No, this isn’t a movie — no need to cue Aerosmith with the theme song from Armageddon. It’s not an existential threat to Earth. It is, however, NASA doing something rather cool.
Monday evening, shortly after 7:00 pm Eastern, NASA is set to crash a spacecraft into an asteroid:
NASA’s Double Asteroid Redirection Test (DART) spacecraft is hurtling toward the asteroid Didymos and its moonlet Dimorphos, and it’ll reach its target tonight (Sept. 26). At 7:14 p.m. EDT (2314 GMT), if all goes well, DART will crash into Dimorphos in an attempt to alter the moonlet’s trajectory. The mission is meant to test the theory that this technique could be used to divert an asteroid heading straight for Earth.
While neither Dimorphos nor Didymos pose a threat to our planet, and nothing that happens today can change that, the results of the DART mission will provide crucial data for scientists and engineers to develop plans for planetary defense. DART, which is managed for NASA by Johns Hopkins University Applied Physics Laboratory (JHUAPL), marks the first-ever planetary defense test. You can watch the DART asteroid impact live online, courtesy of NASA, beginning at 6 p.m. EDT (2200 GMT).
The collision is set to occur roughly seven million miles away from Earth. It’s taken the spacecraft nearly a year to reach its destination.
DART launched atop a SpaceX Falcon 9 rocket on Nov. 23, 2021, and has since been traveling the 7 million miles (11 million kilometers) to Didymos and Dimorphos.
As DART approaches Dimorphos, it will use its sole instrument, the Didymos Reconnaissance and Asteroid Camera for Optical navigation (DRACO), to autonomously navigate to its impact zone. Considering that scientists estimate Dimorphos has a diameter of just 560 feet (170 meters), that’s no easy task.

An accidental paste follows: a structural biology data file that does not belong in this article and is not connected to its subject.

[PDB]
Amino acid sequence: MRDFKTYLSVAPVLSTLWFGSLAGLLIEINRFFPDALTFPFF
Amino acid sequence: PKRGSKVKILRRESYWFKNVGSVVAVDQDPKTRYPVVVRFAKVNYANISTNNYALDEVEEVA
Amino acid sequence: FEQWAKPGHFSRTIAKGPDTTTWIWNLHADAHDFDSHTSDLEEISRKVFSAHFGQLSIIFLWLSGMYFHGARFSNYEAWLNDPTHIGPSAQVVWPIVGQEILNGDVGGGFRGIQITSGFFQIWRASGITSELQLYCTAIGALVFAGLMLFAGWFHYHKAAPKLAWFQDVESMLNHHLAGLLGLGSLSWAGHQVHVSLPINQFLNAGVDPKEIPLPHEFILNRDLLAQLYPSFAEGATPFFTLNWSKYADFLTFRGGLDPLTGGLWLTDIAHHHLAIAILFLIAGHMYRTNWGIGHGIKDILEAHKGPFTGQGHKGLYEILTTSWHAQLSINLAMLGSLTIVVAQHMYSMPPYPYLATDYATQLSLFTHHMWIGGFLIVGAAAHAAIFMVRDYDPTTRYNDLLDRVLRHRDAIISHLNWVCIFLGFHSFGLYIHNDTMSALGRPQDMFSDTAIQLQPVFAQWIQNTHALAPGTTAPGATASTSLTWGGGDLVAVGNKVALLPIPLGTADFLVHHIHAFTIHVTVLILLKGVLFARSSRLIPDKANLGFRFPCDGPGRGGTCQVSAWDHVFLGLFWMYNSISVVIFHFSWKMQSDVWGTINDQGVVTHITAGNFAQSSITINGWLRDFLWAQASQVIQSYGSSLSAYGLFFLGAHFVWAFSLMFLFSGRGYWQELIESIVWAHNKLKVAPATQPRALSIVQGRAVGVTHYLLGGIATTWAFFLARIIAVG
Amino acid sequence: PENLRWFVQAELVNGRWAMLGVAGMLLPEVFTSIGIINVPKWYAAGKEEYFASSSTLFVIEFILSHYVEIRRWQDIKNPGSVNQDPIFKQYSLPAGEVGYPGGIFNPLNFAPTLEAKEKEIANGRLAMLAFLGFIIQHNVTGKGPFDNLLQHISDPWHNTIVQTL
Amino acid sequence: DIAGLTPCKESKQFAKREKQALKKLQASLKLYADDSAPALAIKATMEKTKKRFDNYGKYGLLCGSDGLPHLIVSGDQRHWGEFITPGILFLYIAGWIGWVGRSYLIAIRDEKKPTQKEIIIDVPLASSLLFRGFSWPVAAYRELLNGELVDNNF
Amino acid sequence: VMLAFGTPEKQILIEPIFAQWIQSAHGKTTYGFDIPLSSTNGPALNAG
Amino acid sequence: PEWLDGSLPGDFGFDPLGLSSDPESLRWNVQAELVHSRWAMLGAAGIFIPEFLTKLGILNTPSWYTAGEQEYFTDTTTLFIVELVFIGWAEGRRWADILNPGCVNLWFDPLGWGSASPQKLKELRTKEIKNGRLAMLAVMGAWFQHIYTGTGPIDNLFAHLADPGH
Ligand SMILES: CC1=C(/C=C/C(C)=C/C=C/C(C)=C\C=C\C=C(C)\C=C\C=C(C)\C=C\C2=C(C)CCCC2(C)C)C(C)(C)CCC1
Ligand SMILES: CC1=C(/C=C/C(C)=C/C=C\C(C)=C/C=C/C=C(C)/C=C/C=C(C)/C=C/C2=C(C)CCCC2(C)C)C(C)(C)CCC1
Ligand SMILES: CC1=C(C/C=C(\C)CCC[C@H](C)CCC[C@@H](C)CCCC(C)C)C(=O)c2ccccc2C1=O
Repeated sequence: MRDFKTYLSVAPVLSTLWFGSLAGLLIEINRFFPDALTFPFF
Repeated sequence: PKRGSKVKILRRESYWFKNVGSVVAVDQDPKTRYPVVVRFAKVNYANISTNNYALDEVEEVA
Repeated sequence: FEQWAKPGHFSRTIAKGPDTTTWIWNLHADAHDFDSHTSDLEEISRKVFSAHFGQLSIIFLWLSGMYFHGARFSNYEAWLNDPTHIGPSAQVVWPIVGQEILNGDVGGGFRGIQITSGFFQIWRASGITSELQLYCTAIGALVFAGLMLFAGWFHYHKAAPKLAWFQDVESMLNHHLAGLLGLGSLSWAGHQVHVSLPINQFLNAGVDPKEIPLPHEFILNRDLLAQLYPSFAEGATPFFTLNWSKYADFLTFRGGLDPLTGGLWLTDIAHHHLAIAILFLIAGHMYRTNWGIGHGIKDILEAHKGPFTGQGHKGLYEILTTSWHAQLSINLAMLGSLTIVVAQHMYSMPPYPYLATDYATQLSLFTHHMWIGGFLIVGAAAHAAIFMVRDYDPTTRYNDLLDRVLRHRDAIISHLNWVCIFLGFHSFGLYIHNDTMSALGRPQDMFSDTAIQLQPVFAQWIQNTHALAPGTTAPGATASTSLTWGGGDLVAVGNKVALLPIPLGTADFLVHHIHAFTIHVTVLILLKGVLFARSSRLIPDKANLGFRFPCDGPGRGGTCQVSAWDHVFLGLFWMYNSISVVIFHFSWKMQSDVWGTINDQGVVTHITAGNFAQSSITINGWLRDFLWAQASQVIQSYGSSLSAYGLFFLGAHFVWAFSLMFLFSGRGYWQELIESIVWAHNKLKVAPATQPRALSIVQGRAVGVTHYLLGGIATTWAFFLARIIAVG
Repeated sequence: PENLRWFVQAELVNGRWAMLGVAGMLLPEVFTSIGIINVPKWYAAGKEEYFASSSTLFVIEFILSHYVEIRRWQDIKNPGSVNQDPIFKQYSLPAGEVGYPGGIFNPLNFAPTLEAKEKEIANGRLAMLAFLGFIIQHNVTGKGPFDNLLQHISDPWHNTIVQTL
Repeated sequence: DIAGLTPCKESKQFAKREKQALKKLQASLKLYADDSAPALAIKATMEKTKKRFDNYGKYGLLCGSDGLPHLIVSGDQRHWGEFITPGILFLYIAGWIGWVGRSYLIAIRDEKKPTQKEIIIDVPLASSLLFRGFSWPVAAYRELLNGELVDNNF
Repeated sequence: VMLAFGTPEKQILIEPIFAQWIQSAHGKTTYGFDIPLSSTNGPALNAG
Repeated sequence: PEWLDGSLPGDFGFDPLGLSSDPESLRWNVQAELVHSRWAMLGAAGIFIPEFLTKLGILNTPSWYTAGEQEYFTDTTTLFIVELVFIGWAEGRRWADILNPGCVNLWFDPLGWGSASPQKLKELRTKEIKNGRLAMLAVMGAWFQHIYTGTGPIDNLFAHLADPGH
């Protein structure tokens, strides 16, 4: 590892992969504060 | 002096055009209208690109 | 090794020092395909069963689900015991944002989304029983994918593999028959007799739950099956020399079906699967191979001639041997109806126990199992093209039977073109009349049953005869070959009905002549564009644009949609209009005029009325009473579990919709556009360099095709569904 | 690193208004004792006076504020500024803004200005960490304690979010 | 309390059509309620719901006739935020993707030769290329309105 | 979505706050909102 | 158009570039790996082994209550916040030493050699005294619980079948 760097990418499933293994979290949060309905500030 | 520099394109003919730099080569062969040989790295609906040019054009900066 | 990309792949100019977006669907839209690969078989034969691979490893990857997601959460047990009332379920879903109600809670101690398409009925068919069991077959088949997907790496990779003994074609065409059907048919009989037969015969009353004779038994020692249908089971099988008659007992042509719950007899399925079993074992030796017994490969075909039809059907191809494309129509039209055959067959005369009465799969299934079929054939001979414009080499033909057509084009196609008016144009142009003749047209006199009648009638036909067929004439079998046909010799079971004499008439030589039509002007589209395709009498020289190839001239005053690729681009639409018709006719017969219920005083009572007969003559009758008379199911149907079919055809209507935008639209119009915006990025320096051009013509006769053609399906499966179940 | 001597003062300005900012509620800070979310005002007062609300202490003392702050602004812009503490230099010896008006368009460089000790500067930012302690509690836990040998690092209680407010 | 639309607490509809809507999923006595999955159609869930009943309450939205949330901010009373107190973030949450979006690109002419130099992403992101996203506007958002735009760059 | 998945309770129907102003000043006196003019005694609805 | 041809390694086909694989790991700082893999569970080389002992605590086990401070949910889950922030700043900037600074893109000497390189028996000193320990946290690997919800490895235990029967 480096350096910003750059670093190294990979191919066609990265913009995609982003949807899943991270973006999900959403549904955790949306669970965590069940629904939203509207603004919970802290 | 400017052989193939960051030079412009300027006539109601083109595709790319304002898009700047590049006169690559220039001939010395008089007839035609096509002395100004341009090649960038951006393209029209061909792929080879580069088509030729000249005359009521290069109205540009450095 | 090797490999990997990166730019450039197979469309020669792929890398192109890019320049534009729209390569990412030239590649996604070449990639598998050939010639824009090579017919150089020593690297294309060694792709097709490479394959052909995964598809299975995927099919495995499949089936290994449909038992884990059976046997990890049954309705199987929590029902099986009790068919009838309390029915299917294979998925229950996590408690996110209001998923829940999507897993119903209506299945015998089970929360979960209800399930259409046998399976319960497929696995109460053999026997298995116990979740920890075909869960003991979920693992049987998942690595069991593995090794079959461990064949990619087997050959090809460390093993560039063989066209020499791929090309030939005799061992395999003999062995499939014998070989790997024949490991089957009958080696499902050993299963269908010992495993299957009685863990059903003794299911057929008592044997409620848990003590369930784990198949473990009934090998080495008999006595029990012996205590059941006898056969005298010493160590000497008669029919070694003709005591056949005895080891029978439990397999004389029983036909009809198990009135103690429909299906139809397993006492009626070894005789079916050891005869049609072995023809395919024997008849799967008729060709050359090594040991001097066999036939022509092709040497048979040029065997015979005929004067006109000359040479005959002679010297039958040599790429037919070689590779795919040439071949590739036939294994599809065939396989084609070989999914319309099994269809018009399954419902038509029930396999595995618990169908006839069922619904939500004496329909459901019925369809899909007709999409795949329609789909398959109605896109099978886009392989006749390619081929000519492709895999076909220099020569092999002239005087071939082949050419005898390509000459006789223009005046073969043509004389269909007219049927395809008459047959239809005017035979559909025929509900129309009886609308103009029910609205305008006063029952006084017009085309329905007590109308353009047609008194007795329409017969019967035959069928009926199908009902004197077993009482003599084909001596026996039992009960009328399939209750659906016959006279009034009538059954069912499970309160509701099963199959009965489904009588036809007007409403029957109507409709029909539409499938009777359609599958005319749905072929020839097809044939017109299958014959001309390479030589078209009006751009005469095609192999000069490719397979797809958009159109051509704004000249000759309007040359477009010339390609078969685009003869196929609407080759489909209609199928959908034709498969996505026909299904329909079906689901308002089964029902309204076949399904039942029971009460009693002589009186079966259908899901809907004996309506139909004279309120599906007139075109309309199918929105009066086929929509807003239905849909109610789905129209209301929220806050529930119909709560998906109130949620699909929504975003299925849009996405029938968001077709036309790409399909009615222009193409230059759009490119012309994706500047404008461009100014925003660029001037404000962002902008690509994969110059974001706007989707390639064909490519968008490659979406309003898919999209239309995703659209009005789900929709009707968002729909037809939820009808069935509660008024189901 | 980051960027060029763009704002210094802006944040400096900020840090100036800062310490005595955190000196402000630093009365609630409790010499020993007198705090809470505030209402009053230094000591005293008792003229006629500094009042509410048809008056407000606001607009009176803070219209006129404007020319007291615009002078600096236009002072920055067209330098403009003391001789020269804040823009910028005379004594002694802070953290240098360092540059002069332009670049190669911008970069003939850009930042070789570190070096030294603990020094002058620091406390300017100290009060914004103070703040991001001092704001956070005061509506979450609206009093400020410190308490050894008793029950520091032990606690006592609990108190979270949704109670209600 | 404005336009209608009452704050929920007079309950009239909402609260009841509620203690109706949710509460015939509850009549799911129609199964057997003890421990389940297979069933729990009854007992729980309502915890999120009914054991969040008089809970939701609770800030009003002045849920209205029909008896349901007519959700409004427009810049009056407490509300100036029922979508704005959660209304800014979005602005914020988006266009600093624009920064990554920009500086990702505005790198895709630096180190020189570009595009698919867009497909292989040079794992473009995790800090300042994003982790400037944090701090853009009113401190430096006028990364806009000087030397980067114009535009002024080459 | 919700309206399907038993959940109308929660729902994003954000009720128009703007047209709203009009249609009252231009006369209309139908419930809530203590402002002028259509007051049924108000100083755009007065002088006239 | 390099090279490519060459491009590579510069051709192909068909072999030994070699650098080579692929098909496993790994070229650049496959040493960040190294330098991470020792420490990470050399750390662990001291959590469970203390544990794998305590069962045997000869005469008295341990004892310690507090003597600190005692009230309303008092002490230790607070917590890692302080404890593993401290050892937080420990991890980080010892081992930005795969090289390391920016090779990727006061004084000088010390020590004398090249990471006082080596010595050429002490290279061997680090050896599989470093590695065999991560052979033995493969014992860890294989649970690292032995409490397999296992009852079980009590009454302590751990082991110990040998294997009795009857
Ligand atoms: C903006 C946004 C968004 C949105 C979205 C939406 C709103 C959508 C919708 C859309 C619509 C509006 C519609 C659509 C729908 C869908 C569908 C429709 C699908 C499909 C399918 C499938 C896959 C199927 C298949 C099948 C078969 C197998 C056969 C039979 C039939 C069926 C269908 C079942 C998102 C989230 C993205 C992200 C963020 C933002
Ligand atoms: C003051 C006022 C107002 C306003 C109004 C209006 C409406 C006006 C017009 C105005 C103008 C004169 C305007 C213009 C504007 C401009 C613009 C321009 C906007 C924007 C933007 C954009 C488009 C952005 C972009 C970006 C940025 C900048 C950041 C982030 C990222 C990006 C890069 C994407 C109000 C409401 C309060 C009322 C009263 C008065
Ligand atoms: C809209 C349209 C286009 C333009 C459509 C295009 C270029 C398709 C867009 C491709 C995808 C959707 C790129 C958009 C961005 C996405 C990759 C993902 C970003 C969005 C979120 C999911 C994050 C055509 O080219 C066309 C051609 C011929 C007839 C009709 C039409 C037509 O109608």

Though this mission involves crashing a spacecraft into the asteroid rather than attempting to land on and mine it with explosives, it remains a daunting task.
“Dimorphos is a tiny asteroid,” Tom Statler, the mission’s program scientist at NASA, said during the news conference. “We’ve never seen it up close, we don’t know what it looks like, we don’t know what the shape is. And that’s just one of the things that leads to the technical challenges of DART. Hitting an asteroid is a tough thing to do.”
For context, Elena Adams, DART mission systems engineer at JHUAPL, said that DRACO won’t even spot Dimorphos until about an hour before impact, at which point it’ll be just one pixel in DRACO’s field of view. “At three minutes prior to impact, two minutes prior to impact, it is 42 pixels in size,” Adams said during the news conference.
Per CBS News:
The job of the real-life Bruce Willis, NASA’s planetary defense officer Lindley Johnson, is finding asteroids in our solar system before they find us.
More than 27,000 near-Earth asteroids have been identified so far. About 10,000 of them look large enough to cause damage if they struck Earth.
Correspondent Mark Strassmann asked, “As it now stands, how vulnerable is the Earth to one of these objects?”
“To a large object, there is currently nothing to stop it,” Johnson replied.
Thankfully, it appears we have a little time to develop a response strategy.
No known asteroid of size threatens Earth for at least the next hundred years – a good thing: no one knows whether DART will work.